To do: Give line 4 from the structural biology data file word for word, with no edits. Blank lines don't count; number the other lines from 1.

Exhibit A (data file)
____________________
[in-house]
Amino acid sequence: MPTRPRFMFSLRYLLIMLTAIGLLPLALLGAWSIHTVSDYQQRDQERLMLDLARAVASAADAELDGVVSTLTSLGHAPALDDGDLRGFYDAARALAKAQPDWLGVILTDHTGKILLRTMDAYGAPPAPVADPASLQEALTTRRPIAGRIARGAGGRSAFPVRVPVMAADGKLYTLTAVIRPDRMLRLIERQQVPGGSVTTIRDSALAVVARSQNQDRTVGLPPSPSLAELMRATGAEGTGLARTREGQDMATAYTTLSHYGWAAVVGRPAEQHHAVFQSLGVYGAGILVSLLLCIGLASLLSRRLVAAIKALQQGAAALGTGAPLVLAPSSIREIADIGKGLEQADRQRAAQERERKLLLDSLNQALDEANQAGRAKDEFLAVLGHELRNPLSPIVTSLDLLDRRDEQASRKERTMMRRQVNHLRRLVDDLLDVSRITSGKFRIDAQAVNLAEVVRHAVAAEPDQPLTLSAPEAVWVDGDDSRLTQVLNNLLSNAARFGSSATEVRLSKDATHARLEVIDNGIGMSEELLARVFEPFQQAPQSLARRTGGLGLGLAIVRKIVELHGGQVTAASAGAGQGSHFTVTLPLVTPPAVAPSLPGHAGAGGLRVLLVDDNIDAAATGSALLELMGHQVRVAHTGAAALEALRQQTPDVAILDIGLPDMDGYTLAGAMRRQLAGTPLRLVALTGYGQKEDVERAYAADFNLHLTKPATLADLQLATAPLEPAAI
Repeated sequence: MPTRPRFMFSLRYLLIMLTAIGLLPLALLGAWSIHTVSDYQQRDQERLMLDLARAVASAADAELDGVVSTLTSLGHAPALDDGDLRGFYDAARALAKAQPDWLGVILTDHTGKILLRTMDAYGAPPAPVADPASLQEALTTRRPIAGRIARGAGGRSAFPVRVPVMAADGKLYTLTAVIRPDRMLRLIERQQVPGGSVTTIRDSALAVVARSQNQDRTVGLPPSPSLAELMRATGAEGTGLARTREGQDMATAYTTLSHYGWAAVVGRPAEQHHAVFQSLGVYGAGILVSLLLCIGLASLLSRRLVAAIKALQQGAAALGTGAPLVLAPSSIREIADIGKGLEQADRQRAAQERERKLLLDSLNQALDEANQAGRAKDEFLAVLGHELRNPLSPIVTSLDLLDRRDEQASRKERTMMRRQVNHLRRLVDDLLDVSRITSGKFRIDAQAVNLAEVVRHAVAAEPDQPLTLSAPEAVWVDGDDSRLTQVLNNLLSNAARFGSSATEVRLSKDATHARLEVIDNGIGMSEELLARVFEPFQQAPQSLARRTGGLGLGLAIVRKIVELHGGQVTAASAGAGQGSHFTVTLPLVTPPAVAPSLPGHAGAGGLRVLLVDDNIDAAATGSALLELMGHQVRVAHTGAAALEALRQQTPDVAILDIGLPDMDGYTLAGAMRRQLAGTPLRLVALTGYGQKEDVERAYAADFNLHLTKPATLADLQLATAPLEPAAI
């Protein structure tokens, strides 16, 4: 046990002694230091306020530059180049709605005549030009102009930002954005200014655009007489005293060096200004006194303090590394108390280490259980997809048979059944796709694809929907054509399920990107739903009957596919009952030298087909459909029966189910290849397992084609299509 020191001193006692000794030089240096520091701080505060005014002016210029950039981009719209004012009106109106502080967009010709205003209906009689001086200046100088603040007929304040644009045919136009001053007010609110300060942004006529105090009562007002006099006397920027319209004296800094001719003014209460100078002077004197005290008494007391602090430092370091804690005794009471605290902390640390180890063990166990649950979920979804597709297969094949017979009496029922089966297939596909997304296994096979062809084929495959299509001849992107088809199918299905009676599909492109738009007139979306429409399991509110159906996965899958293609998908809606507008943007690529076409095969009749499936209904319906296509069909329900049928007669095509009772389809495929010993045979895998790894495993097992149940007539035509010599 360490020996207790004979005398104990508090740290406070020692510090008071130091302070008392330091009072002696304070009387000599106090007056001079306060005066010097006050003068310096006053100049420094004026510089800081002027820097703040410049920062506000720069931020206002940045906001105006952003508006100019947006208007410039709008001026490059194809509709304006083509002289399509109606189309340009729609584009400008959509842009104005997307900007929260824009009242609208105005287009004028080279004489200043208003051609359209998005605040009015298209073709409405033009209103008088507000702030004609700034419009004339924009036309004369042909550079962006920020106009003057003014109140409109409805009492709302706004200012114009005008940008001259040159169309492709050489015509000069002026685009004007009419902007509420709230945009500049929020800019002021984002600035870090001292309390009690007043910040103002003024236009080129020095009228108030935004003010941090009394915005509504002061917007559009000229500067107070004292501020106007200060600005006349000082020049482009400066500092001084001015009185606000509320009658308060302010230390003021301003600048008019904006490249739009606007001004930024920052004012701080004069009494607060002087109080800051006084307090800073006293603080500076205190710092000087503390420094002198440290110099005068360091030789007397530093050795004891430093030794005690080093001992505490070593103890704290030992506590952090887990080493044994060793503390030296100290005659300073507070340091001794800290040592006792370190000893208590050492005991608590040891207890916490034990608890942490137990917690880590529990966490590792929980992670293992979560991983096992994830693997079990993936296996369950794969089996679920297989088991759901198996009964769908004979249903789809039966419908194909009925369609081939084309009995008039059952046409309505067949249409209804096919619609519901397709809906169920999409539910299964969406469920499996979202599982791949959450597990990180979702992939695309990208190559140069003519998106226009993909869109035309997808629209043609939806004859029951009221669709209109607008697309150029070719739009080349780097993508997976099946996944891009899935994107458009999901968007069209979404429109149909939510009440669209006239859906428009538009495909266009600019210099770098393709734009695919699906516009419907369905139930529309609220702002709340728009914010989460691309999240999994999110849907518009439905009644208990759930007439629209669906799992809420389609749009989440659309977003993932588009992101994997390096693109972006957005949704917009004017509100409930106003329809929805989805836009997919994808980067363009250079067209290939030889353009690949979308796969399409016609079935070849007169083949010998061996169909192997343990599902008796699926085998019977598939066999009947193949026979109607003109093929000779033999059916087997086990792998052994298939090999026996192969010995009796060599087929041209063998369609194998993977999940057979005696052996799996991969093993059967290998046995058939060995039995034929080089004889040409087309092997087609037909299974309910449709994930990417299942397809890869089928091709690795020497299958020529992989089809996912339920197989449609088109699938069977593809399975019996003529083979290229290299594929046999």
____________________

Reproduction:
């Protein structure tokens, strides 16, 4: 046990002694230091306020530059180049709605005549030009102009930002954005200014655009007489005293060096200004006194303090590394108390280490259980997809048979059944796709694809929907054509399920990107739903009957596919009952030298087909459909029966189910290849397992084609299509 020191001193006692000794030089240096520091701080505060005014002016210029950039981009719209004012009106109106502080967009010709205003209906009689001086200046100088603040007929304040644009045919136009001053007010609110300060942004006529105090009562007002006099006397920027319209004296800094001719003014209460100078002077004197005290008494007391602090430092370091804690005794009471605290902390640390180890063990166990649950979920979804597709297969094949017979009496029922089966297939596909997304296994096979062809084929495959299509001849992107088809199918299905009676599909492109738009007139979306429409399991509110159906996965899958293609998908809606507008943007690529076409095969009749499936209904319906296509069909329900049928007669095509009772389809495929010993045979895998790894495993097992149940007539035509010599 360490020996207790004979005398104990508090740290406070020692510090008071130091302070008392330091009072002696304070009387000599106090007056001079306060005066010097006050003068310096006053100049420094004026510089800081002027820097703040410049920062506000720069931020206002940045906001105006952003508006100019947006208007410039709008001026490059194809509709304006083509002289399509109606189309340009729609584009400008959509842009104005997307900007929260824009009242609208105005287009004028080279004489200043208003051609359209998005605040009015298209073709409405033009209103008088507000702030004609700034419009004339924009036309004369042909550079962006920020106009003057003014109140409109409805009492709302706004200012114009005008940008001259040159169309492709050489015509000069002026685009004007009419902007509420709230945009500049929020800019002021984002600035870090001292309390009690007043910040103002003024236009080129020095009228108030935004003010941090009394915005509504002061917007559009000229500067107070004292501020106007200060600005006349000082020049482009400066500092001084001015009185606000509320009658308060302010230390003021301003600048008019904006490249739009606007001004930024920052004012701080004069009494607060002087109080800051006084307090800073006293603080500076205190710092000087503390420094002198440290110099005068360091030789007397530093050795004891430093030794005690080093001992505490070593103890704290030992506590952090887990080493044994060793503390030296100290005659300073507070340091001794800290040592006792370190000893208590050492005991608590040891207890916490034990608890942490137990917690880590529990966490590792929980992670293992979560991983096992994830693997079990993936296996369950794969089996679920297989088991759901198996009964769908004979249903789809039966419908194909009925369609081939084309009995008039059952046409309505067949249409209804096919619609519901397709809906169920999409539910299964969406469920499996979202599982791949959450597990990180979702992939695309990208190559140069003519998106226009993909869109035309997808629209043609939806004859029951009221669709209109607008697309150029070719739009080349780097993508997976099946996944891009899935994107458009999901968007069209979404429109149909939510009440669209006239859906428009538009495909266009600019210099770098393709734009695919699906516009419907369905139930529309609220702002709340728009914010989460691309999240999994999110849907518009439905009644208990759930007439629209669906799992809420389609749009989440659309977003993932588009992101994997390096693109972006957005949704917009004017509100409930106003329809929805989805836009997919994808980067363009250079067209290939030889353009690949979308796969399409016609079935070849007169083949010998061996169909192997343990599902008796699926085998019977598939066999009947193949026979109607003109093929000779033999059916087997086990792998052994298939090999026996192969010995009796060599087929041209063998369609194998993977999940057979005696052996799996991969093993059967290998046995058939060995039995034929080089004889040409087309092997087609037909299974309910449709994930990417299942397809890869089928091709690795020497299958020529992989089809996912339920197989449609088109699938069977593809399975019996003529083979290229290299594929046999």